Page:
Aboriginal bureaucrat under fire

by Chris Griffith
Published 7 April 1996 in The Sunday Mail


my face


An Aboriginal leader yesterday called for the Federal Government's inquiry into Aboriginal Legal Services to examine the roles of ATSIC national deputy chairman, ""Sugar'' Ray Robinson.

The general manager of FAIRA Aboriginal Corporation, Les Malezer, yesterday said Mr Robinson was now Queensland's most powerful and most feared Aboriginal leader.

""The Aboriginal community is fearful of him, and fearful of the influence he can exert over their funding,'' Mr Malezer said.

As the national deputy chair of the Aboriginal and Torres Strait Islander Commission, Mr Robinson is a leading candidate to run Australia's billion dollar Aboriginal bureaucracy when current chair Lois O'Donoghue retires this year.

Mr Malezer said an unhealthy situation had evolved where those who controlled ATSIC funds in Queensland also had a direct role and interest in the Aboriginal organisations that received the funds they handled.

Mr Malezer and Mr Robinson last year were at loggerheads over an organisation called ""The Queensland Federation of Land Councils'', established in 1994 to coordinate the native title activities of Aboriginal organisations. Mr Malezer was a key player in its formation.

FAIRA are currently suing ATSIC for denying $240,000 to the Federation and instead granting it to an allegedly rival ""Federation of Land Councils'', whose interim chairman is Mr Bert Button, a close associate of Mr Robinson.

The Sunday Mail was told yesterday that ATSIC cut back funding to FAIRA at the end of February.

Mr Button yesterday said Mr Malezer's "Federation" was "self-appointed" and "unrepresentative of Aboriginal people".

He said FAIRA "was not a true land council", but "a research body", although he agreed the organisation was empowered to handle native title claims under the Native Title Act.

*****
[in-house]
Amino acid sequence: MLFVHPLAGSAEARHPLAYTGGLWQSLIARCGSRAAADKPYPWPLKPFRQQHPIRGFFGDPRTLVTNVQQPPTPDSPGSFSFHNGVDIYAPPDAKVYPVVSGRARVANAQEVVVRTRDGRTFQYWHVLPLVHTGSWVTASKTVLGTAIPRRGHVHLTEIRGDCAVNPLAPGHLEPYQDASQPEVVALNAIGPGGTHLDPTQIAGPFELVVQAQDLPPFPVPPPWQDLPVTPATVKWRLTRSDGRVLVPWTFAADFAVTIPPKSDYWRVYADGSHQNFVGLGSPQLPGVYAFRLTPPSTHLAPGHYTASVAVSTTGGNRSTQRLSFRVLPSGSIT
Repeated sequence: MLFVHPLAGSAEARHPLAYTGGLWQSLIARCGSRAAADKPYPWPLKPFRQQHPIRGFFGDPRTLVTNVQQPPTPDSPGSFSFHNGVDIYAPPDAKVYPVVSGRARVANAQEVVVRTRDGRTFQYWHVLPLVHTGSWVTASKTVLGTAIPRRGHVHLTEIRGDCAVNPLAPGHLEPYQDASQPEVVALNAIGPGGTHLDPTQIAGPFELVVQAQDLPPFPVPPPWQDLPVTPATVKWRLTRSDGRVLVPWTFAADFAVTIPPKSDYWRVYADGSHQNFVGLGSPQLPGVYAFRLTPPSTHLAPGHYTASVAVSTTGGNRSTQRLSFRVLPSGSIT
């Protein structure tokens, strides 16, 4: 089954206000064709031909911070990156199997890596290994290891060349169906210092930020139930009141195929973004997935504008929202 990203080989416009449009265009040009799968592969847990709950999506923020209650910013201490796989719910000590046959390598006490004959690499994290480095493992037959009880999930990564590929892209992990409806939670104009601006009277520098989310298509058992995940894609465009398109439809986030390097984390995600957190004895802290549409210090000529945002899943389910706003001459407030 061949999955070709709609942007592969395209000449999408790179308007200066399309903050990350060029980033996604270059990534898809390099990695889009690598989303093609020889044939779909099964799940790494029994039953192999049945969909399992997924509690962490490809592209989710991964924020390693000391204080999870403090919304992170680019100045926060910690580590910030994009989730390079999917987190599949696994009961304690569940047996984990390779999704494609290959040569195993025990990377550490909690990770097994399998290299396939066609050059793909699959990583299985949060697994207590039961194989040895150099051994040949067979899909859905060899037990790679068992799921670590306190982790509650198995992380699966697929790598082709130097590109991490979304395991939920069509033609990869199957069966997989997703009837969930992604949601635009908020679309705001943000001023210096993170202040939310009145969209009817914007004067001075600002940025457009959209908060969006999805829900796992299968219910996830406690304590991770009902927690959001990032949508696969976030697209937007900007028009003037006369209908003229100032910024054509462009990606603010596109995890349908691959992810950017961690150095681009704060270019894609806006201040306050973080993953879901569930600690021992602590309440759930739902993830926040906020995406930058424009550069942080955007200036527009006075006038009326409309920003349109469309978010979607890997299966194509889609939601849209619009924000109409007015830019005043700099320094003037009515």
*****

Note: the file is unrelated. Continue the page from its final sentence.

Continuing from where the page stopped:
As a Queensland ATSIC commissioner, Mr Robinson is responsible for law and justice, black deaths in custody, Native Title, Aboriginal Hostels Limited, social arts, cultural heritage, housing, housing loans, and sport.

He is also chairman of the National Aboriginal and Islander Legal Services Secretariat (NAILLS), president of the Bidgera Housing and Land Corporation, president of the Bidgera Legal Service, and president of the Goolburri Land Council.

Mr Button is chairman of the Goolburri Regional Council, president of the Queensland Aboriginal and Islander Legal Services Secretariat (QAILLS), and interim chairman of the Queensland Federation of Land Councils.

Mr Malezer said the situation had developed where a few people were seeking control of funding, legal, and native title matters in Queensland.

He said Aboriginal leaders must choose between an ATSIC administrative role and a community role. They shouldn't have both.

""You can't be involved in funding an organisation that you're a member of and have an association with.''

There was further evidence yesterday of concern about the denial of funds to Aboriginal legal services in Queensland.

Nanango resident Kathy Pearce said ATSIC had refused to fund the Maroochydore Legal Service to represent her 8-year-old son after her involvement in a recent federal court case.

Some Aboriginal leaders have also expressed concern about what they called "punitive audits", audits they say were commissioned partly to punish those politically out of favour.

Mr Robinson could not be contacted yesterday.